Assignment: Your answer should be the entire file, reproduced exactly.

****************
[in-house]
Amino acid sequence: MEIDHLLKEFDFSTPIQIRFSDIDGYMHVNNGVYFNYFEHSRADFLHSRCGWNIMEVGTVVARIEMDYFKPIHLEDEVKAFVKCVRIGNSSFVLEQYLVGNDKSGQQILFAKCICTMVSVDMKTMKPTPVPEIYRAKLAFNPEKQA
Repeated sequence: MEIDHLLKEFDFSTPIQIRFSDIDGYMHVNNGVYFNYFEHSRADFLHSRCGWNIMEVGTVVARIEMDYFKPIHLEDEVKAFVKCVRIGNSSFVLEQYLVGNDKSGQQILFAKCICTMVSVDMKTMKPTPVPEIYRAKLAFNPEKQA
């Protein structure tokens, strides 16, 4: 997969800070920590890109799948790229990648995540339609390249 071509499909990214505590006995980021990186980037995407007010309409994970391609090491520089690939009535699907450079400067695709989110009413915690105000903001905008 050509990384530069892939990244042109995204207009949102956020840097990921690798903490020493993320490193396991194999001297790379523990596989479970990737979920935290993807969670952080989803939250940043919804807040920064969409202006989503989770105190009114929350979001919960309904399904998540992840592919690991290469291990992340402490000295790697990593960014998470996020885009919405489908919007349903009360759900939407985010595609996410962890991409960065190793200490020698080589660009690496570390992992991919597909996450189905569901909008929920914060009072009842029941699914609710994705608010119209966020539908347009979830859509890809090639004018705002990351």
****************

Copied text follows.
[in-house]
Amino acid sequence: MEIDHLLKEFDFSTPIQIRFSDIDGYMHVNNGVYFNYFEHSRADFLHSRCGWNIMEVGTVVARIEMDYFKPIHLEDEVKAFVKCVRIGNSSFVLEQYLVGNDKSGQQILFAKCICTMVSVDMKTMKPTPVPEIYRAKLAFNPEKQA
Repeated sequence: MEIDHLLKEFDFSTPIQIRFSDIDGYMHVNNGVYFNYFEHSRADFLHSRCGWNIMEVGTVVARIEMDYFKPIHLEDEVKAFVKCVRIGNSSFVLEQYLVGNDKSGQQILFAKCICTMVSVDMKTMKPTPVPEIYRAKLAFNPEKQA
């Protein structure tokens, strides 16, 4: 997969800070920590890109799948790229990648995540339609390249 071509499909990214505590006995980021990186980037995407007010309409994970391609090491520089690939009535699907450079400067695709989110009413915690105000903001905008 050509990384530069892939990244042109995204207009949102956020840097990921690798903490020493993320490193396991194999001297790379523990596989479970990737979920935290993807969670952080989803939250940043919804807040920064969409202006989503989770105190009114929350979001919960309904399904998540992840592919690991290469291990992340402490000295790697990593960014998470996020885009919405489908919007349903009360759900939407985010595609996410962890991409960065190793200490020698080589660009690496570390992992991919597909996450189905569901909008929920914060009072009842029941699914609710994705608010119209966020539908347009979830859509890809090639004018705002990351």